Contrary to what you may have heard, fat is good.

One of the biggest factors in ice cream’s texture is the amount of “butterfat” (the fatty part of milk) that it contains.  If there’s not enough butterfat, the ice cream tends to taste icy and not very smooth—which is fine if you’re making a sherbet or a sorbet. On the other hand, if there’s too much butterfat, it starts to taste greasy like lard, and it sticks to the inside of your mouth.  Or in other words, it has bad “mouth feel”.

Another big factor that controls the texture is the amount of air in the ice cream.  Companies with big fancy machines can control the amount of air they introduce into the ice cream, and adjust the mouth feel that way as well.  But since our home machines add a fairly fixed amount of air each time, our main method of controlling the texture is by controlling the butterfat content.

·       Homemade ice cream recipes often contain about 19% butterfat. See my post about Making an Ice Cream Butterfat Calculator for more info.

·         Super-premium ice cream contains about 14-16% butterfat.

·         Frozen custard is similar to ice cream, and is defined by the same FDA regulation as ice cream. It also must contain at least 10% butterfat, but must also have at least 1.4% egg yolks. It’s made with a machine that adds less air so it tastes more dense, and it’s served fresh at a higher temperature so it’s usually softer.

·         Gelato isn’t regulated  but is usually about 3-8% butterfat and often contains more stabilizers to compensate for a lack of cream and eggs. And like frozen custard, it’s also made with less air, and served warmer, than ice cream.

·         Ice Milk is about 3.5% butterfat, the same as whole milk.

·         Sherbet is also defined by the same regulation as ice cream and must contain 1-2% butterfat.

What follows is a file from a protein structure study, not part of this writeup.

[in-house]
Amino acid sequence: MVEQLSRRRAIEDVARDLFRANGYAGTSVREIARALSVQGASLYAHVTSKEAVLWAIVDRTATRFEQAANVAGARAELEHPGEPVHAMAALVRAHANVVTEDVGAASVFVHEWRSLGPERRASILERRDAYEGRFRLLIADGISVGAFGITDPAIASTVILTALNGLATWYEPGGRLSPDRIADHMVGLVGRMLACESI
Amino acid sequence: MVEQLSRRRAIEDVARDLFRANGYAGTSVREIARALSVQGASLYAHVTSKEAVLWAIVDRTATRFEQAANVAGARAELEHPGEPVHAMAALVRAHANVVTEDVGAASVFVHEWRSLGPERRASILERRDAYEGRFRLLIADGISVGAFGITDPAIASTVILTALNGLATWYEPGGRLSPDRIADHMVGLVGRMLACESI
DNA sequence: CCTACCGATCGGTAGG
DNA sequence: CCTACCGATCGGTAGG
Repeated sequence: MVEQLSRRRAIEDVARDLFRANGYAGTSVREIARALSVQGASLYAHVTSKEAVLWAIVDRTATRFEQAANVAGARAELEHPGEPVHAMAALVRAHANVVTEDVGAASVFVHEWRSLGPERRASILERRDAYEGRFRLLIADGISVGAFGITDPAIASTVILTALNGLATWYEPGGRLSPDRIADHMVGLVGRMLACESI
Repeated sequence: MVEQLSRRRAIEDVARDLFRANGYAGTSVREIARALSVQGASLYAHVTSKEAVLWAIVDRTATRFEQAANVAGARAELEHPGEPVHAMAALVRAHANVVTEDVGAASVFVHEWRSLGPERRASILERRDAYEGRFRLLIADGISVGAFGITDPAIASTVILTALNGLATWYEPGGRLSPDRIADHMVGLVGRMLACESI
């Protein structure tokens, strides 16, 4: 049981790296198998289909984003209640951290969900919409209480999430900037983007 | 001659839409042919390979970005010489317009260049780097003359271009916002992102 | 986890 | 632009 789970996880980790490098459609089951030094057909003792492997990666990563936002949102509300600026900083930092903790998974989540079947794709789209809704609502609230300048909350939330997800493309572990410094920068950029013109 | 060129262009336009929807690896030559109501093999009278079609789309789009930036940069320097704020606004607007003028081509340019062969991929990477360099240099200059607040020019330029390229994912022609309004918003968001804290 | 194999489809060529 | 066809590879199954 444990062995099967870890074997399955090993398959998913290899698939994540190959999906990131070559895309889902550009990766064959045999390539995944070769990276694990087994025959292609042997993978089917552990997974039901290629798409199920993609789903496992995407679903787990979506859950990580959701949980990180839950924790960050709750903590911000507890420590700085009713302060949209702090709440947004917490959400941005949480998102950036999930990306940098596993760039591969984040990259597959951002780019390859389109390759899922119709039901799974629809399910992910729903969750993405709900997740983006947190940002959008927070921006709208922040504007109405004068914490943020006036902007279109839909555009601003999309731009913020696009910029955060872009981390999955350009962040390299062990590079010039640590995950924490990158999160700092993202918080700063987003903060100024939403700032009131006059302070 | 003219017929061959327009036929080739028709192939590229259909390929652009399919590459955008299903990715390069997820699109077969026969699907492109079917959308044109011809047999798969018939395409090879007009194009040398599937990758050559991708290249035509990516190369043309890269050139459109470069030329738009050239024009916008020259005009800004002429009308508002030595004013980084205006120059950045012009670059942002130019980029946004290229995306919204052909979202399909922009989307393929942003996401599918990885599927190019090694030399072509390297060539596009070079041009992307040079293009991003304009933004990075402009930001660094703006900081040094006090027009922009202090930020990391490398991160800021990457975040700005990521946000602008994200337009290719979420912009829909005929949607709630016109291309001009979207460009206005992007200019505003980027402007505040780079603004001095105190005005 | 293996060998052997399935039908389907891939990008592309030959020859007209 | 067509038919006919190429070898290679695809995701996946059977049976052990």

·         Sorbet usually contains no dairy at all, and is usually just frozen fruit juice, sugar, and water.

The percentages of butterfat listed above are by weight, not by volume.  So if you took a gallon of 16% super-premium ice cream and pumped it full of enough air to make it into two gallons, it’d still be 16% butterfat by weight, but it’d taste entirely different (and terrible, probably).  When you eat a super-cheap grocery store ice cream that tastes like you’re eating flavoured air, that’s pretty much what it is.  They’ve put too much air into it, so they can sell more of it without actually adding more dairy ingredients.  Of course, the opposite can happen as well.  If there’s not enough air in the ice cream, it tastes too dense, almost like a frozen block of cream.  There’s a fine line between too much or too little air, and too much or too little butterfat.

Gelato and frozen custard are usually sold fresh, meaning they’re not stored like ice cream in a deep-freeze until they harden.  This is partly because the butterfat content is low enough that the water in the mix would freeze into larger crystals, making it taste icy.

By the way, ever wondered what 2% milk is two percent of?  Well, it’s not 2% of the butterfat in whole milk, because that’d be 2% of 3.5%, or in other words, white water. It’s 2% total butterfat, just like whole milk is 3.5% total butterfat.  2% milk is about 5 grams of fat per cup (240 ml) compared to 8 grams per cup in whole milk.  Drink up.